What I like about Sean Brook’s work is that he went after taste the wholesome way, and that inspires me. We have been working with cultivating some old Italian Varieties for the Heartland Association, mainly wheat, with the queen grain in my view being Solina, the soft and warm mountain grain of Abruzzo. You wait until you taste a homemade pasta made with this grain (don’t freak out if you can’t find any, just send us an email and we can get some sent to you).

Ancient Italian grain
Solina Harvest
Solina and Spinach pasta

I love taking our volunteers and getting them to help plant the fields, grow grain, harvest it by hand with us, plant herbs and gardens, and I love teaching them about conscious cooking, and the art of Alchemy in food.

Carrying apple cuttings from the red mother tree to be grafted unto our apples.

I am not joking you, eating from your garden is one thing, but eating ancient grains that have been grown in the mountains of central Italy for thousands of years, and getting people to learn how to cook them with magic, eating them with veg and pulses that too have molded to the people and the land over a millennia and simply sitting in front of the fire and letting all of that go in…. it’s like what the locals say about olive oil, “it’s not food, its medicine”. The olives are not only not sprayed, for the better part they have not even been picked for years, seeing no man, but the air and water are pure, and so you end up with – sun, stone. solitude, and silence, as is the olive tree lore.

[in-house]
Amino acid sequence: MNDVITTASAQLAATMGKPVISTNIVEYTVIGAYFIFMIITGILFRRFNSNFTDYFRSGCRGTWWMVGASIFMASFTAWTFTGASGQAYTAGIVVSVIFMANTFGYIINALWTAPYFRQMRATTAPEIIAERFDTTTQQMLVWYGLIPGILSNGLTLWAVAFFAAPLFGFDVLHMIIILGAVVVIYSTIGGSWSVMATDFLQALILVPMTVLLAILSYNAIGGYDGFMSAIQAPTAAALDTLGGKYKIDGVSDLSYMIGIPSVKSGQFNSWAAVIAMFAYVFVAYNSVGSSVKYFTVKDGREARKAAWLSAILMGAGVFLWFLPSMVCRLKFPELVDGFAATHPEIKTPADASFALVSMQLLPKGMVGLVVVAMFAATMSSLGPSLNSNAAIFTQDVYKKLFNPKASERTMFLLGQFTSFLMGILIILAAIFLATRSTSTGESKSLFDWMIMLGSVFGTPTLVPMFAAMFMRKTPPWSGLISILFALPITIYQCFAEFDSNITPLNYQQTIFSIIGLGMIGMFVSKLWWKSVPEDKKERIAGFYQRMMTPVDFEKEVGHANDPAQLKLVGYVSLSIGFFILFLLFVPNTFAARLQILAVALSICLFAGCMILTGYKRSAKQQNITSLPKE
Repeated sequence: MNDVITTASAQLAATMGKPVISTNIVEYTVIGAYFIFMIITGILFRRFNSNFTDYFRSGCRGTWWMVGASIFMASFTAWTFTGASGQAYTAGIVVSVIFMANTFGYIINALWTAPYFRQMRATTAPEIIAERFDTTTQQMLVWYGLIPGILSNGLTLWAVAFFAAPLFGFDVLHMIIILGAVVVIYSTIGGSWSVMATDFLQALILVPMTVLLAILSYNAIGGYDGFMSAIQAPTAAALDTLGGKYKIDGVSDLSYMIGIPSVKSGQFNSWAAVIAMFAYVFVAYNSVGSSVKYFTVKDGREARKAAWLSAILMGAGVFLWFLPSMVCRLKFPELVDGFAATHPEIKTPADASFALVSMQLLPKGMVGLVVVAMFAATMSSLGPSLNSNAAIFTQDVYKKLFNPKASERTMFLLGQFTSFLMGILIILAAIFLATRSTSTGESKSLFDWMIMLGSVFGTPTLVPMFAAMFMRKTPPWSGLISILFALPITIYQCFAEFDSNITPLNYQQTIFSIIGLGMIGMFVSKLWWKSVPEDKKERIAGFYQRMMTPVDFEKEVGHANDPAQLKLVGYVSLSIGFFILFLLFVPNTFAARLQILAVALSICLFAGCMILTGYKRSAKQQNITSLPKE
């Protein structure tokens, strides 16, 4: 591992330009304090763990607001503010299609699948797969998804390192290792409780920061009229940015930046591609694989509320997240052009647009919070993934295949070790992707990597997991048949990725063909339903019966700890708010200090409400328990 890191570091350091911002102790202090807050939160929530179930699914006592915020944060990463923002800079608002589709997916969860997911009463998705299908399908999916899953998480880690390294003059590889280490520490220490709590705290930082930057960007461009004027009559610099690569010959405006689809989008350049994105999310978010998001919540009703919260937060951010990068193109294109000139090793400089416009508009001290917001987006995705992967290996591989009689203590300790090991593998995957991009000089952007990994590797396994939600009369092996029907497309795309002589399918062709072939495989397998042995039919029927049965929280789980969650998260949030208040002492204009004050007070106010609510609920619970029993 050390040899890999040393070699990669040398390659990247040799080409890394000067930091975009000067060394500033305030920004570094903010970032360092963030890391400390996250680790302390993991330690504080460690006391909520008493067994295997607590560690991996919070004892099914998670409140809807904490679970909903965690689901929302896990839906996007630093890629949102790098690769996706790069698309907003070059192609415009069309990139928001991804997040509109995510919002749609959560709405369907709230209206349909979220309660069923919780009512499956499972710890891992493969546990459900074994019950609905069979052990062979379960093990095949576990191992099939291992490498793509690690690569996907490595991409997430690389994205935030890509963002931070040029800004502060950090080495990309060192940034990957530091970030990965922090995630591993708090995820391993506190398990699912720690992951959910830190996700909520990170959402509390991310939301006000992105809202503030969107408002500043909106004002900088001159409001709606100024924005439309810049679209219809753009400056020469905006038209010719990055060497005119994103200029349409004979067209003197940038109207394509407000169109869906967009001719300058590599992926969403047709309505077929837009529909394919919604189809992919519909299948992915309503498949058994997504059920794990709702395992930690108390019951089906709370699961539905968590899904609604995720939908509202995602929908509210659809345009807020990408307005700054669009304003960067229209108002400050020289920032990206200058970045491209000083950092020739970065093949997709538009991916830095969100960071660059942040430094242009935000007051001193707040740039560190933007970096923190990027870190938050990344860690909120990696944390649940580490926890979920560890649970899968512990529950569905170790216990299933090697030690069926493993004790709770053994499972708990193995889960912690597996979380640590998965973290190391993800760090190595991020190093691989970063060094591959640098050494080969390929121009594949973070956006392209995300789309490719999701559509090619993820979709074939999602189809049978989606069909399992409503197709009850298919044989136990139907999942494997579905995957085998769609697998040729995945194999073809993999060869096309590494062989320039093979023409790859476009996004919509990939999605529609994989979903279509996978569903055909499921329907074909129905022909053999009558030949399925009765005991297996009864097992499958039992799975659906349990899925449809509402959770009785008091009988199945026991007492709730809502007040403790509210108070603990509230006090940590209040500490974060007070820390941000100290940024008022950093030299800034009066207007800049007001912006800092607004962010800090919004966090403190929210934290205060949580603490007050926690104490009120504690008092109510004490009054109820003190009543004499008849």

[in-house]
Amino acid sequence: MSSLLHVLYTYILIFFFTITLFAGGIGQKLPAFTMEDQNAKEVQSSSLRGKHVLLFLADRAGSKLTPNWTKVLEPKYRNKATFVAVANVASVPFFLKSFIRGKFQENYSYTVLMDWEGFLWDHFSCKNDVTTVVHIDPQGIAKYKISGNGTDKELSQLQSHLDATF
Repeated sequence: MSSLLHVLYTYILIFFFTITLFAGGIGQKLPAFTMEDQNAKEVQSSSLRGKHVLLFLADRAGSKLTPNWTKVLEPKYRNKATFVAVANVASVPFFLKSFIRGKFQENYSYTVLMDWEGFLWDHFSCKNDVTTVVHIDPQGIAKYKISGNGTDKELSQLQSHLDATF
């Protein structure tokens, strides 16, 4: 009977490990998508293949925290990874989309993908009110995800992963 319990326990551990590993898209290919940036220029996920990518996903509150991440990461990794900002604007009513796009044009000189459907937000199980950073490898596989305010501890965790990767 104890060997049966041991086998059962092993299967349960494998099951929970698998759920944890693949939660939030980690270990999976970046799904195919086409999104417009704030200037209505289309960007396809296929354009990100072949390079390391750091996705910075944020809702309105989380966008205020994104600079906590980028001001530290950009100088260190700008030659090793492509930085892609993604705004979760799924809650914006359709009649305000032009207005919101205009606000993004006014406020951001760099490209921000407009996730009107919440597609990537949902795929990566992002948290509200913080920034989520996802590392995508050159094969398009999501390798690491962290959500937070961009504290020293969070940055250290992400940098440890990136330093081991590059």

Olive harvest with an Abruzzan Shepherd of the mountains.

The thing that inspires me, in all of that, is creating an experience. I am working on a new model for sustainable tourism, and developing a new type of campsite experience, and I want to make the Alchemy of conscious cooking one of its main pillars.